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The last decade at Statistics Canada’s Science, Innovation and Electronic Information Division

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by Fred Gault

The last decade of the Innovation Analysis Bulletin (IAB) tells the story of the evolution of the Science, Innovation and Electronic Information Division (SIEID) and its precursor, the Science and Technology Redesign Project. This evolution brings all the measurement and analysis activities together in an integrated approach to understanding technological and related organizational change. This includes measurement of research and development resources allocated to the formal generation of knowledge (research and development); the use and commercialization of intellectual property of universities, government laboratories and businesses; the activity of innovation; and the adoption and use of advanced manufacturing technologies, biotechnologies, information and communication technologies (ICTs), knowledge management practices, nanotechnologies, and emerging technologies.

Objectives and activities
About the author

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Objectives and activities

From activities to linkages and impacts

One of the first acts of the Science and Technology Redesign Project, which began in 1996, was to work closely with the Advisory Committee on Science and Technology Statistics to produce a systems-based framework for developing new statistics in a coherent manner. The systems approach was influenced by the earlier work of Herbert Simon and J. Forester; the importance of knowledge creation, transmission and use came from the work of Paul David and Dominique Foray. Clearly stated was the need to link to policy issues by formulating and testing hypotheses and using the formal language of the framework to pose the questions. The first issue of the IAB summarized a paper on this framework: Science and Technology Activities and Impacts: A Framework for a Statistical Information System.

The framework looked at actors (governments, businesses, educational institutions and others) engaged in well-measured activities, such as research and development (R&D) performance and technology use in industry, and in evolving activities, such as innovation and the commercialization of intellectual property. However, the framework emphasized measuring linkages between the actors in order to reveal the dynamics of the system. These linkages identified sources of information for firms’ innovation activity as well as how intellectual property was commercialized in universities—the subject of another article in the first IAB.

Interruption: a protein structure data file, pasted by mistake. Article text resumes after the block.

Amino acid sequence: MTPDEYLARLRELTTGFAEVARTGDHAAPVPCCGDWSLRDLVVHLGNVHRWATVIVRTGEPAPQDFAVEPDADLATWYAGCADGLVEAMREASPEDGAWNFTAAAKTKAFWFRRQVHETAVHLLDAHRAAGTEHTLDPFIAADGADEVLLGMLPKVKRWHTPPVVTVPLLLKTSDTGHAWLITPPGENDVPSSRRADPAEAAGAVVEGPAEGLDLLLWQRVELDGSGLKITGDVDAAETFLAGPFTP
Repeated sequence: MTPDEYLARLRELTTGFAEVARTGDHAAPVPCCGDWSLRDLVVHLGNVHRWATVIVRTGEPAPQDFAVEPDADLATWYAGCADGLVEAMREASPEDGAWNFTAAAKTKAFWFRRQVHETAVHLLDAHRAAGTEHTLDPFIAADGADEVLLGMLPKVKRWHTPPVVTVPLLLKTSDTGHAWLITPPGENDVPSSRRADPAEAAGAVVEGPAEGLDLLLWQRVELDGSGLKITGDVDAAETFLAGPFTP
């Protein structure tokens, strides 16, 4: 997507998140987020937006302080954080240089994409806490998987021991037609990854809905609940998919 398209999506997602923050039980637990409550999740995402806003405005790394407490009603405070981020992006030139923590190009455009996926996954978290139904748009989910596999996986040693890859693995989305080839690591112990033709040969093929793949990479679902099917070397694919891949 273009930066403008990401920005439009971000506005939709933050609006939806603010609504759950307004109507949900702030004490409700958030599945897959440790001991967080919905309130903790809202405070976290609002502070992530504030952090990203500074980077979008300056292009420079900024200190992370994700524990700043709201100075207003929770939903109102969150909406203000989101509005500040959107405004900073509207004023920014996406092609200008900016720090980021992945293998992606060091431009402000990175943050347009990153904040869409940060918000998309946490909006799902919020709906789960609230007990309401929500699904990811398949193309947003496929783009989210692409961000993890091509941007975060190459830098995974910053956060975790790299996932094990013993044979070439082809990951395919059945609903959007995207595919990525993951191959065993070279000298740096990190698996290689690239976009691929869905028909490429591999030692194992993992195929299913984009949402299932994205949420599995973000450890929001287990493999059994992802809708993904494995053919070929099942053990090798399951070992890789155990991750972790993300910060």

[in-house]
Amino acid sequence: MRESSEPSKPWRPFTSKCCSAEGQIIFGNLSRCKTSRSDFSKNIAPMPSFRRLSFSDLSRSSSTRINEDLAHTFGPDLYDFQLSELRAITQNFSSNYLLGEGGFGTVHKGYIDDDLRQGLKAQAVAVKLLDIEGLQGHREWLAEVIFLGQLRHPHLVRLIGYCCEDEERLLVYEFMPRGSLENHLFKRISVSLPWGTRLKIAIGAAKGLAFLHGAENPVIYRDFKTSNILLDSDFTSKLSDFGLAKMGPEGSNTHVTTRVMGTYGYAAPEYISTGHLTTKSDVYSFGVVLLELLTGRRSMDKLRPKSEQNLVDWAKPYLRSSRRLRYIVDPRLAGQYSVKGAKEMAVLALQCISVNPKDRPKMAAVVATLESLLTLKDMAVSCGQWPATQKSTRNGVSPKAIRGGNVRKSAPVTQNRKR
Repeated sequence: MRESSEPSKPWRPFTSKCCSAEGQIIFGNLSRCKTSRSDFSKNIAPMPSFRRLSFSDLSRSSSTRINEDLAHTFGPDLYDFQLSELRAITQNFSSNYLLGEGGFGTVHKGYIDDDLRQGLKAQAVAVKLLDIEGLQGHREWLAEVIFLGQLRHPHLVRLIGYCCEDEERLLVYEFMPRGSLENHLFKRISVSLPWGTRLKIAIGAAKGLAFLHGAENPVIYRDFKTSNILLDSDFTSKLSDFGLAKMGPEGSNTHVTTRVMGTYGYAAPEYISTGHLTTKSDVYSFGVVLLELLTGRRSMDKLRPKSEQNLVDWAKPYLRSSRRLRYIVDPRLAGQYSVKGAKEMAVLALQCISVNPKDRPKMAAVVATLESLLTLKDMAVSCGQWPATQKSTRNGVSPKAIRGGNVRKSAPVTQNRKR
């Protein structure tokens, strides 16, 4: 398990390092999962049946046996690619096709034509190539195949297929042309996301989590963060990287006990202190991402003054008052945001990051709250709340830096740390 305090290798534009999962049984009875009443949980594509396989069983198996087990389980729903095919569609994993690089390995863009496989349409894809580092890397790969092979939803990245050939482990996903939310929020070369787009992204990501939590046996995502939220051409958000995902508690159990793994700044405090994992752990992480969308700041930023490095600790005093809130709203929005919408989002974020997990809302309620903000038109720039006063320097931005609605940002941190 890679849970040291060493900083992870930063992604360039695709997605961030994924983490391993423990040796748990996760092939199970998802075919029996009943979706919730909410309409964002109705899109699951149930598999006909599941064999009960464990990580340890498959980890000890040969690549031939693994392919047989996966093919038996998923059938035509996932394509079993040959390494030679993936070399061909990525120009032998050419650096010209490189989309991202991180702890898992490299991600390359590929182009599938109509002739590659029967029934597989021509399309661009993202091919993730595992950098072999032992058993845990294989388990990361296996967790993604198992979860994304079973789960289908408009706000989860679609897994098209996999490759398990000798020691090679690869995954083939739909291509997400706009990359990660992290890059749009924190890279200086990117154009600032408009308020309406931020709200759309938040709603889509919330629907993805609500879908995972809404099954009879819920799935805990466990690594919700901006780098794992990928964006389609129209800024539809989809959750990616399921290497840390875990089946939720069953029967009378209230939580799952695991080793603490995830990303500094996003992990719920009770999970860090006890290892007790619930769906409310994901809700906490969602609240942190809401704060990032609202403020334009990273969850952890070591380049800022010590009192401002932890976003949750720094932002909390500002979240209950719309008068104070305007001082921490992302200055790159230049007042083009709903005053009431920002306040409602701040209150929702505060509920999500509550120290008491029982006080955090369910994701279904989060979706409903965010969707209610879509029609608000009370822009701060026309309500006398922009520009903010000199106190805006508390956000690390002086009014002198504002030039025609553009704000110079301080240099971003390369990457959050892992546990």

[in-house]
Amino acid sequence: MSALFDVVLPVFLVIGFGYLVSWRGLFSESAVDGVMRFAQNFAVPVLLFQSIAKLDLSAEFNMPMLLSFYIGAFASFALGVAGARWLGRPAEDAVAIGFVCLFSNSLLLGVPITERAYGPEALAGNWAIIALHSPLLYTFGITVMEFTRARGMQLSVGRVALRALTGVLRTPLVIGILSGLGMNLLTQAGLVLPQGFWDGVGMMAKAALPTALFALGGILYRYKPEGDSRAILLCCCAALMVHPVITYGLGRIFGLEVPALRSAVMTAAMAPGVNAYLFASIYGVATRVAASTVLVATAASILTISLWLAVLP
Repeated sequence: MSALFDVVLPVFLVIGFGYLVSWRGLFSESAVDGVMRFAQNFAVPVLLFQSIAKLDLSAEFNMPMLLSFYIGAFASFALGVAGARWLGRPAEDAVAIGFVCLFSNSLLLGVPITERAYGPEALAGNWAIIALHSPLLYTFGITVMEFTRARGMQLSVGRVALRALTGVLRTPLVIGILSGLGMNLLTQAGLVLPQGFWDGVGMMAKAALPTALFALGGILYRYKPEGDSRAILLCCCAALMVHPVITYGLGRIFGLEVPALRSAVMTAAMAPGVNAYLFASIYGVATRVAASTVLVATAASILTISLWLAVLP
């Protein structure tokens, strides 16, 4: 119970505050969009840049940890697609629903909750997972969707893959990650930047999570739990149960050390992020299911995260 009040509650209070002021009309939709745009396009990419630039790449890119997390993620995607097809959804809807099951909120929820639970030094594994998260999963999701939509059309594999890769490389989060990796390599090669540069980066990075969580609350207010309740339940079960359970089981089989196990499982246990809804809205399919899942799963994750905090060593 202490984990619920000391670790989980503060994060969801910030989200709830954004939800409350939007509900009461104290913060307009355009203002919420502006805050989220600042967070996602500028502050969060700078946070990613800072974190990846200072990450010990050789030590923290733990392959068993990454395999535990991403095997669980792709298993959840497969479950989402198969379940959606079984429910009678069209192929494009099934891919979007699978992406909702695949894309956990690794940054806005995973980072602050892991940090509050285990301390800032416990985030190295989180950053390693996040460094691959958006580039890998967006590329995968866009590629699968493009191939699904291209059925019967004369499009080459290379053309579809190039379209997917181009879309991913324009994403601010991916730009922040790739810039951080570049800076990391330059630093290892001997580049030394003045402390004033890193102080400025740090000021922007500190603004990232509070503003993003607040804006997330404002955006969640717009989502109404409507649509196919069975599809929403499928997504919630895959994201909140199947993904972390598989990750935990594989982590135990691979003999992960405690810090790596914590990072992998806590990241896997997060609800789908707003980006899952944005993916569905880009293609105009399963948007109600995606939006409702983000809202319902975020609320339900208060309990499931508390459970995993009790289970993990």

In the same issue, the paper, Knowledge Flows in Canada as Measured by Bibliometrics, was summarized. This was a bibliometric analysis of co-publication in Canada to reveal the knowledge flows between the actors and it demonstrated the utility of this kind of analysis for programme evaluation and research. The work also contributed to the creation of the Observatoire des Sciences et des Technologies1 in Montreal, an organization that is still serving the Canadian research community.

A Dynamic Analysis of the Flows of Canadian Science and Technology Graduates into the Labour Market, a paper on linkages that was also summarized in that first issue, analysed data from the National Graduates Survey to show the industries to which the 1990 bachelor’s degree cohort had moved by 1995.

From the beginning, the IAB provided information on technology use in Canada. Initially, this was limited to information and communication technologies (ICTs) and biotechnologies. The work expanded over the years to include surveys of technology use in manufacturing and pioneering work on the measurement of nanotechnologies, which is still evolving. One of the challenges of these lines of enquiry was finding the firms that used or developed the technologies. This was met by a short survey with a large sample, the Survey on Emerging Technologies, which identified firms to survey in greater depth about these technologies. This instrument has been successful and consideration is being given to applying the approach to finding other rare events in the economy.